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Retirement poses a considerable challenge to most workers today. That’s why the state of California started the CalSavers program, to help businesses in the state offer a retirement plan to their employees. In fact, the law requires California businesses with five or more employees to offer either the CalSavers program or another retirement plan to their workers, by June 30, 2021 (for businesses with more than 50 employees) or June 30, 2022 (for those with more than five employees). Here’s what you need to know, if you’re comparing your options.

CalSavers is an IRA program that is funded by payroll deductions. Since it was established by the state government, and administered by a private sector financial services firm, many consider CalSavers to be a simple and straightforward option. However, there are a few drawbacks to CalSavers, such as:

  • It is a Roth IRA and subject to income limits. This means higher-income employees won’t be able to participate
  • It is not subject to worker protections under ERISA
  • Contributions are made on an after-tax basis, so employees won’t receive tax advantages in the year that they make contributions
  • Contribution limits are low; $6,000 annually or $7,000 for those age 50 and older
  • There are no employer matching or profit sharing contribution options
  • The plan carries a relatively limited range of investment options
  • Employee fees can run higher than some other retirement plans, impacting overall employee savings over time

While nearly all California businesses are now required to provide a retirement plan for employees, CalSavers is simply one option and it may not be the best fit for your group. So, we are encouraging our clients to review their plan objectives and the pros/cons of CalSavers vs 401(k)’s, etc.

BAHIMI now has a retirement plan team of specialists ready to assist. We are here to run this review on your behalf and help you make the best decision for your team.

Give us a call to discuss your retirement plan options, and we can help you locate a plan that best suits you and your employees.

Understanding the Difference Between Voluntary and Involuntary Termination of Employment

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Understanding the Difference Between Voluntary and Involuntary Termination of Employment

The American Rescue Plan Act brought some good news to those who lost their healthcare coverage due to job loss in the past eighteen months. While COBRA benefits were already available to these individuals, many did not enroll due to the high cost of premiums. The new law provides for 100 percent coverage of COBRA premiums, provided those former employees, or those who lost their plans due a reduction in hours, meet certain qualifications.

However, those qualifications seem a bit murky to many, so let’s clear up the confusion.

First, anyone who lost their healthcare coverage due to a reduction in work hours is eligible to enroll in the subsidized COBRA program. It does not matter if the reduction in work hours was voluntary or involuntary.

As for those who lost their healthcare coverage because they became unemployed, the termination in employment must have been involuntary in order to qualify for subsidized COBRA.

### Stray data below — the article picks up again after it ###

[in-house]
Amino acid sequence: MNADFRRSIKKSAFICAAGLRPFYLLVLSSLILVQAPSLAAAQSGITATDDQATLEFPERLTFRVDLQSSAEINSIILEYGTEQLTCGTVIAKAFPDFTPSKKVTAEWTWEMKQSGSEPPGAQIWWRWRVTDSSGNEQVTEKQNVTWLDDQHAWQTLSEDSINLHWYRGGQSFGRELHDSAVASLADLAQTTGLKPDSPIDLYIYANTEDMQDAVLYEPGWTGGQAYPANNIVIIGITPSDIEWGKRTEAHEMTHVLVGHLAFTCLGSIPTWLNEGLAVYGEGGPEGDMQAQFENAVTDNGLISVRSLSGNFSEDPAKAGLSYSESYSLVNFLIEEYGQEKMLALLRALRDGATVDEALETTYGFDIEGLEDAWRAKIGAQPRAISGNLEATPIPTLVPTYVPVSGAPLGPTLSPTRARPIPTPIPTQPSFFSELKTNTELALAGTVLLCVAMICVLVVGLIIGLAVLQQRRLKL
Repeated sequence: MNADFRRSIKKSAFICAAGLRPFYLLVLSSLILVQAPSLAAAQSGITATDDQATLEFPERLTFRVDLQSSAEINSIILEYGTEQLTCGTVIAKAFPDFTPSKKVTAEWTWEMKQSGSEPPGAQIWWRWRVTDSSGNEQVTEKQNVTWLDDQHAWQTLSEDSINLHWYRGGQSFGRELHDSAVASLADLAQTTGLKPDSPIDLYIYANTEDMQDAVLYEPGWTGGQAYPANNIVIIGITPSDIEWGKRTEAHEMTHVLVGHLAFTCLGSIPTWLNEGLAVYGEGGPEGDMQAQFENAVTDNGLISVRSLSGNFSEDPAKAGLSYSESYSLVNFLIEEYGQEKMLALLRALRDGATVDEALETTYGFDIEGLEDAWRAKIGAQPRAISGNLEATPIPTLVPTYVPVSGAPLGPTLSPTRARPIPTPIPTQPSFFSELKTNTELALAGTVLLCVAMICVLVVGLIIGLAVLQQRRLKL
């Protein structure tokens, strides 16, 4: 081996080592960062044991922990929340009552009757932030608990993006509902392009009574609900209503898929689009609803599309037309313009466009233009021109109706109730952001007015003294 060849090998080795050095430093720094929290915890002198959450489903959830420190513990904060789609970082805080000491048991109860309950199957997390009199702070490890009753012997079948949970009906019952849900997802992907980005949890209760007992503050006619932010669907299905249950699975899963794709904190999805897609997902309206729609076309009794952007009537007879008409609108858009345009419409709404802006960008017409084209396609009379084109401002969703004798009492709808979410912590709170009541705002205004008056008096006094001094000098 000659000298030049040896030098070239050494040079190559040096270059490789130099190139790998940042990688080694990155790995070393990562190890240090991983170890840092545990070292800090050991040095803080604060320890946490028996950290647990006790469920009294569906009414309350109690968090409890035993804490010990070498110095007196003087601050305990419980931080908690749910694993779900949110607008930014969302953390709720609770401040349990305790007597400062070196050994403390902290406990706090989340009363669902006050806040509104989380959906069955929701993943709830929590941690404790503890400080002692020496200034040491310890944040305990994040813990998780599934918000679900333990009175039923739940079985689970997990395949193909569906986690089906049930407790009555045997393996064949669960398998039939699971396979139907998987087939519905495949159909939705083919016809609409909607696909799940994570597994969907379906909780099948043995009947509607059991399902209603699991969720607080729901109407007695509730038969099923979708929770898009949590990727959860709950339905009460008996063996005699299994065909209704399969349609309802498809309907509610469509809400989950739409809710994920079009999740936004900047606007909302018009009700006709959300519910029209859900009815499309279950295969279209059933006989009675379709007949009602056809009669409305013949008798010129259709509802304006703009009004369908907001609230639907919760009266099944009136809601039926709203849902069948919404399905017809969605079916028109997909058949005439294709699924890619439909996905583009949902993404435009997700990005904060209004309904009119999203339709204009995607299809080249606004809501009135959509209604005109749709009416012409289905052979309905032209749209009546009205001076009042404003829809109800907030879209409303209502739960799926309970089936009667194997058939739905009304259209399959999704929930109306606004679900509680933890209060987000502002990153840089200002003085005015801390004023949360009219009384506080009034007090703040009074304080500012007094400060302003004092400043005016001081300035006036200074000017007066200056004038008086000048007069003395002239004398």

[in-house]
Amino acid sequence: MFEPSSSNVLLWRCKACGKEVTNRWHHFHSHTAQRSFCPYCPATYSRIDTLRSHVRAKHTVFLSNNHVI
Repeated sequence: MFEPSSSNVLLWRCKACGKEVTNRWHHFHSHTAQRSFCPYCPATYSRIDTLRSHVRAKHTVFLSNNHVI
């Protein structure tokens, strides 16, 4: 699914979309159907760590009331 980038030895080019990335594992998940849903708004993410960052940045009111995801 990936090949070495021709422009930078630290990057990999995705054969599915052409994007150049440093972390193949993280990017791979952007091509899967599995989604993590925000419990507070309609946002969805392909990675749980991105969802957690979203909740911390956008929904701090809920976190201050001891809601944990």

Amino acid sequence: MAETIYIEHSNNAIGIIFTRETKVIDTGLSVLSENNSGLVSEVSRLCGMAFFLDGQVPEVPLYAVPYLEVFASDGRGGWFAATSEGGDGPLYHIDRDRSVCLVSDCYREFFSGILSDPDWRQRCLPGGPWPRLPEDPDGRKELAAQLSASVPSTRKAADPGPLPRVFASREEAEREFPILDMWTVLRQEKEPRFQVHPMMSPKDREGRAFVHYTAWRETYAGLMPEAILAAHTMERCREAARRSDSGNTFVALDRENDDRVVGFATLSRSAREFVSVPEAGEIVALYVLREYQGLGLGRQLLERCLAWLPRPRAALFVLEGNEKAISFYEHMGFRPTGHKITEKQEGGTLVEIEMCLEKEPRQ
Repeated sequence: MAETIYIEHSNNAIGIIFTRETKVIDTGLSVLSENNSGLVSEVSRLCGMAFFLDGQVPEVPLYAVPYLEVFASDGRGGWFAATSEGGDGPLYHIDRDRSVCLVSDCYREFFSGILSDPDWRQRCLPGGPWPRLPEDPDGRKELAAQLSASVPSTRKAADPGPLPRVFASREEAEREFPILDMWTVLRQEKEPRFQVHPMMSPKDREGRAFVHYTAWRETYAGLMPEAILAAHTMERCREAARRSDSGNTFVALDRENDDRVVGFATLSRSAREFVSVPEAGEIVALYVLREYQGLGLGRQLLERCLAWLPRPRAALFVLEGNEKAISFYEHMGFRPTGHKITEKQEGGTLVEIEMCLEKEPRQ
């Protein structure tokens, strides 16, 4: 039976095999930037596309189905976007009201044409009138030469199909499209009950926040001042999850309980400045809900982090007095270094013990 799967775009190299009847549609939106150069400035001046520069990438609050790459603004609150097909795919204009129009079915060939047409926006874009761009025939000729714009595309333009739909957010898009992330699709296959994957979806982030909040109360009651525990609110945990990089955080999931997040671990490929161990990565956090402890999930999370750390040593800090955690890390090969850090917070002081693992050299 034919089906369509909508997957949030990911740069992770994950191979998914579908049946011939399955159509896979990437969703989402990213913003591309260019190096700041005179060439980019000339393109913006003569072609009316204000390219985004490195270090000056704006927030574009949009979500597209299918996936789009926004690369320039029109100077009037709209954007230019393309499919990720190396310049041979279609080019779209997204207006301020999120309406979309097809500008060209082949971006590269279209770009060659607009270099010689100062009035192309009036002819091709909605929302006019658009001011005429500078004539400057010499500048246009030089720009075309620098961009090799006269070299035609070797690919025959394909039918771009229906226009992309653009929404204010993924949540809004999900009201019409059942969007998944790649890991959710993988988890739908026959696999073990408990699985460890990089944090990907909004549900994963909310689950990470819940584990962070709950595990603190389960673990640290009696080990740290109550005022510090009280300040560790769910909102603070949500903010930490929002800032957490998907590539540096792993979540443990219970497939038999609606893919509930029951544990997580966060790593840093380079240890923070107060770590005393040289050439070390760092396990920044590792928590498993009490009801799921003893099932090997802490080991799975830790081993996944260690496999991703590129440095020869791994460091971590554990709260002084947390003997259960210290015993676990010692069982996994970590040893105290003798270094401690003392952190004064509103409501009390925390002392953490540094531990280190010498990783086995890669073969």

Herein lies the confusion: What types of situations fall under “involuntary termination of employment”? The following conditions were outlined in 2009, and are likely to be adopted by the IRS at this time:

  • There was a separation of employment
  • The separation was due to the independent exercise of the unilateral authority of the employer to terminate the employment
  • And not due to implicit or explicit request by the employee
  • And the employee was willing and able to continue performing services

Under the 2009 law, layoffs, buyouts, seasonal work, failure to renew contracts, and military callups all qualified as involuntary terminations. And under certain circumstances, some retirements and “good reason quits” qualified as well.

The IRS is still undertaking the process of interpreting the new COBRA laws. But because it looks likely that they will adopt some form of previous interpretations, keep the above rules in mind as guidance is issued to former employees.

We also recommend that you contact your COBRA Administrator or insurance carrier if you are subject to Cal COBRA regulations.

COBRA Deadline for Employers is Coming Soon

Posted by on 7:23 pm in Blog | 0 comments

As you might already know, the May 31 deadline for submitting notices of COBRA and CAL-COBRA eligibility (as outlined by the American Rescue Plan Act) is rapidly approaching.

The ARPA extended “free” COBRA coverage to all employees who would have otherwise been eligible during the past 18 months. You, as the employer, are responsible for providing that coverage and will be reimbursed by a tax credit later on.

But first, you must submit information on these employees to your health insurance provider. Some insurance companies have already communicated with covered small businesses, while others are still working through the process. Either way, you will be required to follow through with your side of the responsibilities by the deadline.

Please note that this information applies to both COBRA and CAL-COBRA groups.

COBRA Administrators should already be in contact with you. Watch for their notifications.